Day one of the Cape Town Social Media for NGOs has been tweeted and retweeted. Judging by the conference hashtag, it has been a day filled with ideas-sharing and project-showcasing.
It’s amazing how Twitter accurately captures the ideas – often in a succinct phrase – that have universal appeal. Take Marlon Parker’s discussion within the morning’s Mobile Society parallel session: it was highly anticipated with a number of people tweeting that they were looking forward to the “sex, drugs and mobile phones” presentation. This was certainly an attention-grabbing title for what was a compelling account of how the MXit platform is being leveraged for social good; in this case as a drug counselling resource.
A statistic that got the peeps tweeting and retweeting was from Voadafone’s Steve Wolak
, who stated that “By 2011, 75% of the world’s population will own a mobile phone”. This figure really contextualised the significance of this year’s conference theme, and also gave meaning to the issue that was picked up by Jonathan Donner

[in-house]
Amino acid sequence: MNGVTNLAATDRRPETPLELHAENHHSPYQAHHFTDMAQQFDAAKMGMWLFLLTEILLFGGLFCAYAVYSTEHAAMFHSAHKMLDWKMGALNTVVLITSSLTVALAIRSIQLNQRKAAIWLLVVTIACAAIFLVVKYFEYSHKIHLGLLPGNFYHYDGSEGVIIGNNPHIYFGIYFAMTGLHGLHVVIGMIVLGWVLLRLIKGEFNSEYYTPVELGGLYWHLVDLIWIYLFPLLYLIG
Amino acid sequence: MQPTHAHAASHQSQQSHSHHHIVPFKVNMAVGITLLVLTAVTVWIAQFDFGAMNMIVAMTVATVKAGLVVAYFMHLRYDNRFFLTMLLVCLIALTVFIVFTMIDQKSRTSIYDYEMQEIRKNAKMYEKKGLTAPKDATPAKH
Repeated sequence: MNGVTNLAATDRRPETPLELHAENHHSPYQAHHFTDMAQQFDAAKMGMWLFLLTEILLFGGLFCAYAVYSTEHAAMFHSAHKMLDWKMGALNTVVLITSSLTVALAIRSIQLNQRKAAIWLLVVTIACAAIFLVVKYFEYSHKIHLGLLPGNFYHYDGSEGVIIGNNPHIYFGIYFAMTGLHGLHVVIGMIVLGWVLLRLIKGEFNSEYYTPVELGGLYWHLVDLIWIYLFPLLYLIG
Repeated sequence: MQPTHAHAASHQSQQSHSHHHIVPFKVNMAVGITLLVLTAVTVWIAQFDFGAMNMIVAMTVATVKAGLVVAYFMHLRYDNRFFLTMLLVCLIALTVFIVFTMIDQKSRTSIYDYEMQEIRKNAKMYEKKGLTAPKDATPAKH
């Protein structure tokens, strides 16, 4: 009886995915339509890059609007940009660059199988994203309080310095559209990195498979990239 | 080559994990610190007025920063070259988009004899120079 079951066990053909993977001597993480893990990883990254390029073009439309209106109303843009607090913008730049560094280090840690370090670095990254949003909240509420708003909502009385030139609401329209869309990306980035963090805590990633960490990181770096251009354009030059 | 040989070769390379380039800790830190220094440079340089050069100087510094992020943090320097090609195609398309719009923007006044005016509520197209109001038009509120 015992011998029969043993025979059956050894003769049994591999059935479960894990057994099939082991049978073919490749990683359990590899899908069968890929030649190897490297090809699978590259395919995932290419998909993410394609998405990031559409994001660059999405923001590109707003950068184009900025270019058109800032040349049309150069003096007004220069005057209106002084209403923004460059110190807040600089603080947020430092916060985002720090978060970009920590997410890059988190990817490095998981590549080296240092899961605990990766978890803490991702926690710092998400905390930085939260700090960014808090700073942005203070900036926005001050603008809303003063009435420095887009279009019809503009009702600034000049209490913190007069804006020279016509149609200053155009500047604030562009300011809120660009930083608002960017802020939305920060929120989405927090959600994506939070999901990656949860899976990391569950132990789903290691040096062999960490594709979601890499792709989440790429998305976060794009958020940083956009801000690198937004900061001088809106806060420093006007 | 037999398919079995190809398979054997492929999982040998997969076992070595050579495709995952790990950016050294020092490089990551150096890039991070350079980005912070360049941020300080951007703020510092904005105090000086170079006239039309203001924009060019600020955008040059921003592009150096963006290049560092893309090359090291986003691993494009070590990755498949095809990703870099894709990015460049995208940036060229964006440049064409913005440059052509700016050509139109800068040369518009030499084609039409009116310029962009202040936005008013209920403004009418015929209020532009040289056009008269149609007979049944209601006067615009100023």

from Microsoft Research
who stated that non profit organisations need to consider that they should be reaching their constituencies through mobile and make sure that their websites are mobile-friendly.
The digital divide was another point that was picked up on during the Mobile Society, and the framing of this as more of a ‘difference’ than a divide.
Karen Thorne’s presentation during the Social Web parallel session was also commended. Karen spoke about Cape Town TV,
of which she is the station manager. Cape Town TV is a community television station working towards empowering poor, disadvantaged areas in Cape by giving them access to communication tools, and also offering a space where communities can have a voice by providing community-generated programmes.
I think that the best tweet of the day came from a quote by a Meraka
spokesperson: 'If you build it they will come. Well, we built it where they were'. This encapsulates the thinking of a number of projects that successfully interact with their constituents by understanding their needs and creating interventions and tools that are relevant and firmly situated in their own contexts.